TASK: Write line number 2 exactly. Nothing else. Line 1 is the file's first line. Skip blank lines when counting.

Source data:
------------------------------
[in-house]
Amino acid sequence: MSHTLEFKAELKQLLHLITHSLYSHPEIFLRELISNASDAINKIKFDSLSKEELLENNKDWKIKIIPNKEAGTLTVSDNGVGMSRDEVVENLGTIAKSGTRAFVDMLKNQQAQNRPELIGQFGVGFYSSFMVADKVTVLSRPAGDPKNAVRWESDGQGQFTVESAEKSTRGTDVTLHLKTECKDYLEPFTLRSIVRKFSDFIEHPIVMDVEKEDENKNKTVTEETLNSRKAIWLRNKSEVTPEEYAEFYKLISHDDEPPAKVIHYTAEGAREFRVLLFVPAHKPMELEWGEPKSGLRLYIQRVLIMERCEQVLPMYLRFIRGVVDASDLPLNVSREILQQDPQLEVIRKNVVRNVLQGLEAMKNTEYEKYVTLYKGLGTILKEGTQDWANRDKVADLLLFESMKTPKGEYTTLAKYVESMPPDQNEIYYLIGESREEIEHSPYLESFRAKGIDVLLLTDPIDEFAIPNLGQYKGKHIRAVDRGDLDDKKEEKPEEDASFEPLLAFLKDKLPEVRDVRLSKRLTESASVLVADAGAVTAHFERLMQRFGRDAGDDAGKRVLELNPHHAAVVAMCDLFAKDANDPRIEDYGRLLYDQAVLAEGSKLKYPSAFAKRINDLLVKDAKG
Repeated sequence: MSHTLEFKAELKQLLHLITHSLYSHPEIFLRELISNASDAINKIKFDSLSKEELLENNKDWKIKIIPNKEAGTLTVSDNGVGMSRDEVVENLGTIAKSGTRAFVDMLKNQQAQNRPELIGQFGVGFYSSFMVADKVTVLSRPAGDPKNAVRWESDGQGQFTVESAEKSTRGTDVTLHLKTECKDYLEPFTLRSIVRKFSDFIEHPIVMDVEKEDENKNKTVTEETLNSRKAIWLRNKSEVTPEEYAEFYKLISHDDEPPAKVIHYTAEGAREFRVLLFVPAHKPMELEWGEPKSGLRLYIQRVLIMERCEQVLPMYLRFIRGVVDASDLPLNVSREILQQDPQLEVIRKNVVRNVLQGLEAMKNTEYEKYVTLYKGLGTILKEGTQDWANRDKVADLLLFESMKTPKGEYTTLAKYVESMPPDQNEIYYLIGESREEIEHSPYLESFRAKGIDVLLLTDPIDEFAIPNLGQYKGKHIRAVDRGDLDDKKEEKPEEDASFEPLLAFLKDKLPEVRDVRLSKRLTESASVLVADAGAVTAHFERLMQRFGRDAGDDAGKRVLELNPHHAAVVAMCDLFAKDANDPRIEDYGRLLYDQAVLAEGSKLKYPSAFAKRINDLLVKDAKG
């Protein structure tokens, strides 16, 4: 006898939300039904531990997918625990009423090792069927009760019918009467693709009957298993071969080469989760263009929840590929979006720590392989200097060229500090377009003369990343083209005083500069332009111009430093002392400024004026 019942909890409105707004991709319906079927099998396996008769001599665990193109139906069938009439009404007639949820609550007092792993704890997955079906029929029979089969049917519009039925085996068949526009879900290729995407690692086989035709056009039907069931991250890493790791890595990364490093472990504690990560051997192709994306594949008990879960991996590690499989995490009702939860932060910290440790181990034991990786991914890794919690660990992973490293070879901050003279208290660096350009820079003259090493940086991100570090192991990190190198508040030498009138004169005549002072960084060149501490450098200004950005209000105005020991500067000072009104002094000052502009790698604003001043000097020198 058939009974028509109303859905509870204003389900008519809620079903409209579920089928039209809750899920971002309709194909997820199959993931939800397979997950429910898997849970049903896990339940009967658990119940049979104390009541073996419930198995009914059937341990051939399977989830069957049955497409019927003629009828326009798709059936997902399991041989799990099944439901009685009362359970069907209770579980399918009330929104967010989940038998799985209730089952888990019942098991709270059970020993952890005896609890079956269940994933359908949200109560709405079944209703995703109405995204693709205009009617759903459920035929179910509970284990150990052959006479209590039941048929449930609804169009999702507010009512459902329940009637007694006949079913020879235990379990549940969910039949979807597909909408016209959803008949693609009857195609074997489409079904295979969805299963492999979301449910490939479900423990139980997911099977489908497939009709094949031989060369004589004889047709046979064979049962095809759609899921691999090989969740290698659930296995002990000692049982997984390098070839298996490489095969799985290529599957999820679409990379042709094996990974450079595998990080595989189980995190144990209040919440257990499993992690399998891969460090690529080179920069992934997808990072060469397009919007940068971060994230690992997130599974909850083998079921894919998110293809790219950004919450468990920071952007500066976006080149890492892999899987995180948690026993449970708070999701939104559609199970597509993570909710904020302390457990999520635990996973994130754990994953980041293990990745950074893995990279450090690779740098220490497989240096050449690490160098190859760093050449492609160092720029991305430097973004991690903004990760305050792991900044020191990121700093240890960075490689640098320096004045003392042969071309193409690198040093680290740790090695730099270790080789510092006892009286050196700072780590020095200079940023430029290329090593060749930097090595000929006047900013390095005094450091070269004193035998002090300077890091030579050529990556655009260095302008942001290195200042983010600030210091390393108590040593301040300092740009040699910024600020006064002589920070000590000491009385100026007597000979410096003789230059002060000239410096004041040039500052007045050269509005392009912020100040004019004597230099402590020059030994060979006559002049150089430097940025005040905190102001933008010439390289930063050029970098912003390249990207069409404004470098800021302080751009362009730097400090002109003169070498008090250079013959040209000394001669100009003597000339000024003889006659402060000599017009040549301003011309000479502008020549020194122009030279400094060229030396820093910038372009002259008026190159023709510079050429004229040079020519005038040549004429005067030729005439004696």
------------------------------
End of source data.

Amino acid sequence: MSHTLEFKAELKQLLHLITHSLYSHPEIFLRELISNASDAINKIKFDSLSKEELLENNKDWKIKIIPNKEAGTLTVSDNGVGMSRDEVVENLGTIAKSGTRAFVDMLKNQQAQNRPELIGQFGVGFYSSFMVADKVTVLSRPAGDPKNAVRWESDGQGQFTVESAEKSTRGTDVTLHLKTECKDYLEPFTLRSIVRKFSDFIEHPIVMDVEKEDENKNKTVTEETLNSRKAIWLRNKSEVTPEEYAEFYKLISHDDEPPAKVIHYTAEGAREFRVLLFVPAHKPMELEWGEPKSGLRLYIQRVLIMERCEQVLPMYLRFIRGVVDASDLPLNVSREILQQDPQLEVIRKNVVRNVLQGLEAMKNTEYEKYVTLYKGLGTILKEGTQDWANRDKVADLLLFESMKTPKGEYTTLAKYVESMPPDQNEIYYLIGESREEIEHSPYLESFRAKGIDVLLLTDPIDEFAIPNLGQYKGKHIRAVDRGDLDDKKEEKPEEDASFEPLLAFLKDKLPEVRDVRLSKRLTESASVLVADAGAVTAHFERLMQRFGRDAGDDAGKRVLELNPHHAAVVAMCDLFAKDANDPRIEDYGRLLYDQAVLAEGSKLKYPSAFAKRINDLLVKDAKG